Bottom line: your mental faculties will be on vacation, so streamline your drop bags as much as possible to make them fool-proof. Chase recommends choosing a bright-color bag that stands out in the sea of black luggage. Volker does one better by suggesting runners pack each item in a clear Ziploc bag with a label on the front: shorts go in a bag labeled “shorts,” making it easier for volunteers or bleary-eyed athletes to identify. And if all else fails, write yourself an outline on an Index card: “Leave yourself a note inside each drop bag, highlighting the things you need to do and grab,” says Hart. “That way, when you aren’t thinking clearly, you won’t forget something integral.”
Also known as the Oasis in the Woods, an aid station is as close as it gets to comfort during a race. Packed full of helpful volunteers, delicious beverages, and sumptuous snacks, it can often feel impossible to leave this nirvana behind in favor of trail time. But still, getting in and out of aid stations is essential to making it to the finish line. “The most important thing is to keep moving,” says Hillary Allen, a GO Sleeves and Brooks Running athlete. “Keep walking as you eat so you don’t stop too long. Or, if you really need a reboot, set a timer to make sure you don’t stay too long.”
Hart recommends mentally preparing a plan when you see that optimistic sign that proclaims, “Half mile to the AS!” Begin making a basic checklist that literally outlines what you need to do once you arrive: Check in with a volunteer. Refill water. Change socks. Toss trash. Grab food. Go. Say it on repeat as often as needed and if it’s helpful, say the words out loud. This will help you move with purpose.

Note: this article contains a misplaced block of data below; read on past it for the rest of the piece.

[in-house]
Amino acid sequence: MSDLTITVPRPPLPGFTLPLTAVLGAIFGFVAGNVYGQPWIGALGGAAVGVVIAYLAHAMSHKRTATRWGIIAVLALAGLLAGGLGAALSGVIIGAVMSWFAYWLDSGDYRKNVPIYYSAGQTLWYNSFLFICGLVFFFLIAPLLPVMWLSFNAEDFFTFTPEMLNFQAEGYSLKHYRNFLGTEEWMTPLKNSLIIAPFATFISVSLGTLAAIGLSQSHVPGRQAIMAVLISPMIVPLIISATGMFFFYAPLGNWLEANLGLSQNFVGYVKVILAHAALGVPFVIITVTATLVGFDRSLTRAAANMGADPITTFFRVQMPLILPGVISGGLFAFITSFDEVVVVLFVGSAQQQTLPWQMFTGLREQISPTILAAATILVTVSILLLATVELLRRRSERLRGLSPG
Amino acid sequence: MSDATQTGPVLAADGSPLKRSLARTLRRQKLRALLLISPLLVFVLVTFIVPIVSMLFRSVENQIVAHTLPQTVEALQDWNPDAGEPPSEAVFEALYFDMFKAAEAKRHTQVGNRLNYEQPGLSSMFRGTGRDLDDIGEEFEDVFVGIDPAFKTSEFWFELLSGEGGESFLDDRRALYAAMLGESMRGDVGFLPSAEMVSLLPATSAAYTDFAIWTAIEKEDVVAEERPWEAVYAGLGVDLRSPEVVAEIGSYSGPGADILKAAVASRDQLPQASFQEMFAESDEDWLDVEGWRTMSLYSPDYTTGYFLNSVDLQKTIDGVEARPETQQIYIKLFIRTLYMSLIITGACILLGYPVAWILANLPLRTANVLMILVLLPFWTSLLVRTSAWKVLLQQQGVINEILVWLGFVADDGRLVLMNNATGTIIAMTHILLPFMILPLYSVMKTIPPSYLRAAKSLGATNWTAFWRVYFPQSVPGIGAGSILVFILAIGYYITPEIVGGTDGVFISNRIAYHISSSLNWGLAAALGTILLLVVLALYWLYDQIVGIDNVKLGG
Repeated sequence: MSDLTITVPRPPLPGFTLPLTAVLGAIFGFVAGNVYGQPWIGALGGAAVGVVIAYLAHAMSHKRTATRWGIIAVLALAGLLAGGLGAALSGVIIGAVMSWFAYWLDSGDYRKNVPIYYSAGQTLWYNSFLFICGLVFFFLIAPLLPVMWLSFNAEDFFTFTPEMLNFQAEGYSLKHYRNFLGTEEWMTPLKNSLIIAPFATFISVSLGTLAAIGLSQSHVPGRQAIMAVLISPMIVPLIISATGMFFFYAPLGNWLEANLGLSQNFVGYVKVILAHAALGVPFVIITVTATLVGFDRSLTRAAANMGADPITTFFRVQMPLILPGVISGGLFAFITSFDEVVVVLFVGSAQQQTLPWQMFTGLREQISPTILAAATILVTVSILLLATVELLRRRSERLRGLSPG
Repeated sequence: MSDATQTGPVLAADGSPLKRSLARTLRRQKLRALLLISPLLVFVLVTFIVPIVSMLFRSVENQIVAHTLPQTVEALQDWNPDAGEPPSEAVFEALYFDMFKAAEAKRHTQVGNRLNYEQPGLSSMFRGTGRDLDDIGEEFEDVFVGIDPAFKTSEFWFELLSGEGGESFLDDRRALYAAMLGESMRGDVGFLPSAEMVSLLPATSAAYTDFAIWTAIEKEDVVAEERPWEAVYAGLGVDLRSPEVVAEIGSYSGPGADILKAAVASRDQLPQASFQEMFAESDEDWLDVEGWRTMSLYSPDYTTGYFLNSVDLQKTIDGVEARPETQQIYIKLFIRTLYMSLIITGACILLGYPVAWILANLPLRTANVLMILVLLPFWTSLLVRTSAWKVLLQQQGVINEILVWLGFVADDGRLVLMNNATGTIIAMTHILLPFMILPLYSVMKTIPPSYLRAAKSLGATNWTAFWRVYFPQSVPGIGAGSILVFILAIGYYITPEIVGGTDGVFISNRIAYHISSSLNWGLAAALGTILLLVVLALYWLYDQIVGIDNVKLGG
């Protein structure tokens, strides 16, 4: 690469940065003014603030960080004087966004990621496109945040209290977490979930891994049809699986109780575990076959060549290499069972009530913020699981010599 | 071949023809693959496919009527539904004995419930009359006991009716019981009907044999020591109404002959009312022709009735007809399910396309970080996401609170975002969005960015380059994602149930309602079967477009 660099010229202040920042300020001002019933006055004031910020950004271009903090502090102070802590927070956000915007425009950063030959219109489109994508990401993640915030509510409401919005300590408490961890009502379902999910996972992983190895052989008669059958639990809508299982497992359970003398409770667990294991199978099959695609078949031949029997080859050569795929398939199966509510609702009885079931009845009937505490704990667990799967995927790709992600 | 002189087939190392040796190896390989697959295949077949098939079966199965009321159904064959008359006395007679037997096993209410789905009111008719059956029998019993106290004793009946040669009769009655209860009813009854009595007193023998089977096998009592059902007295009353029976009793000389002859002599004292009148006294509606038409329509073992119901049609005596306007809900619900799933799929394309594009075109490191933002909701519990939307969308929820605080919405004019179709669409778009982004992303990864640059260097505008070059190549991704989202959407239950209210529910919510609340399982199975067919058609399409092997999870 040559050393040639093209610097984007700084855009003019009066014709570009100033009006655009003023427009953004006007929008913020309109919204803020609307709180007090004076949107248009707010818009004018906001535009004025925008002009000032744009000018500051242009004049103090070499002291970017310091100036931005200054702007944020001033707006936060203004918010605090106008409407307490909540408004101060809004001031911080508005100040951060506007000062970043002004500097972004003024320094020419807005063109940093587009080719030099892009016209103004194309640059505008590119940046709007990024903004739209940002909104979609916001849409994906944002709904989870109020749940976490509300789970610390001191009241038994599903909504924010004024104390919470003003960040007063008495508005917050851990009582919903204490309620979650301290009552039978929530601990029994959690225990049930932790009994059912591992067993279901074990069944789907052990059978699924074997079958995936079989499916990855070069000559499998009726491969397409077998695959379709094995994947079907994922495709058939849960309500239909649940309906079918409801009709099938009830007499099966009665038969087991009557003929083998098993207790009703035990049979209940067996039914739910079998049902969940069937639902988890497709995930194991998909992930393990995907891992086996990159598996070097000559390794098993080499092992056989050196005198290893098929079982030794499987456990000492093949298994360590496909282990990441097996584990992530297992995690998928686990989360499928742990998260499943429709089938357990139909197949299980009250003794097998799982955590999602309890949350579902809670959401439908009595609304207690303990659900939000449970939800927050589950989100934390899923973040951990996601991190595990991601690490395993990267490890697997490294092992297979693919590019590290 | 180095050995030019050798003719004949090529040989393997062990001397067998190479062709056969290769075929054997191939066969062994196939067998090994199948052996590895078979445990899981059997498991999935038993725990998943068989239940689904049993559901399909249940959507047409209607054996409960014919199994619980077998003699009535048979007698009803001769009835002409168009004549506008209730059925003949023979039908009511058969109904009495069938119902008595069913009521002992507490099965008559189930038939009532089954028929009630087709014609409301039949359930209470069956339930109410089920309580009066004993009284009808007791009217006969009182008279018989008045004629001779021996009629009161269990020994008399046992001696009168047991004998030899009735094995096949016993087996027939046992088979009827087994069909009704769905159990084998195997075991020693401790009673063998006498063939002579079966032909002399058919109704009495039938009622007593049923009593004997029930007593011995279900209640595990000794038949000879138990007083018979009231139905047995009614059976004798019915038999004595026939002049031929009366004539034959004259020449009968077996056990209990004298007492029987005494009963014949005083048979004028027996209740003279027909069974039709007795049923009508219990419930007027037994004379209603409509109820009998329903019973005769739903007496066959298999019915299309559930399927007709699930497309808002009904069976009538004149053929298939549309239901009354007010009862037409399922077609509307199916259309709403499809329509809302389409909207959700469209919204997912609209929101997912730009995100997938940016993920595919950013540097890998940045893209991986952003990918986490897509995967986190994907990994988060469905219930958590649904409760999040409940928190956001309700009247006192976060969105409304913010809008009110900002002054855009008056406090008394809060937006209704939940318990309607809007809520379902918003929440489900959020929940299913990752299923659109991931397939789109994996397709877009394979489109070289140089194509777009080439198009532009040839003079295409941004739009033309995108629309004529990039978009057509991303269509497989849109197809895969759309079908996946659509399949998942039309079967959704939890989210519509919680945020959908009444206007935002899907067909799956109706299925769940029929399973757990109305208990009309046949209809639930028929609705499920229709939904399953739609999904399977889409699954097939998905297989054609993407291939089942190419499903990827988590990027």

Fairly confident your mushy brain won’t remember a thing? That’s why we have ink. Write your plan on a notecard or, if all else fails, on your hand. We promise– you won’t lose it.
We asked Allen, GO Sleeves athlete Josiah Middaugh, and Dynafit athlete and certified sports nutritionist Alex Hasenohr and they all said the same thing: Practice makes perfect. Practice your fueling during every training run so your body knows what to expect during the big day. And, don’t forget: That includes your pre-race breakfast, too.
But how do you formulate a plan? Hasenohr recommends 250-350 calories per hour, the bulk of which come from carbohydrate sources like gels, chews, or sports drinks. Middaugh follows a similar schedule (he advocates for 200-300 calories per hour), but also specifies 500mg of sodium and 20 ounces of fluid hourly. If you can, Middaugh also recommends avoiding foods packed with protein, fat, or fiber– no matter how delicious they look. “They can grind digestion to a halt and cause gastrointestinal distress,” Middaugh explains.
There are (literally) hundreds of fueling combinations to get you there, so find one that pleases your body and stick with it. Bottom line: If you don’t like the food at home, you probably won’t enjoy it on the trail, so choose foods that make you happy. And, don’t forget to plan your celebratory meal post-race. “It’s important to get protein and carbohydrates to kickstart the recovery process,” Hasenohr recommends.
Pizza party for one, coming right up.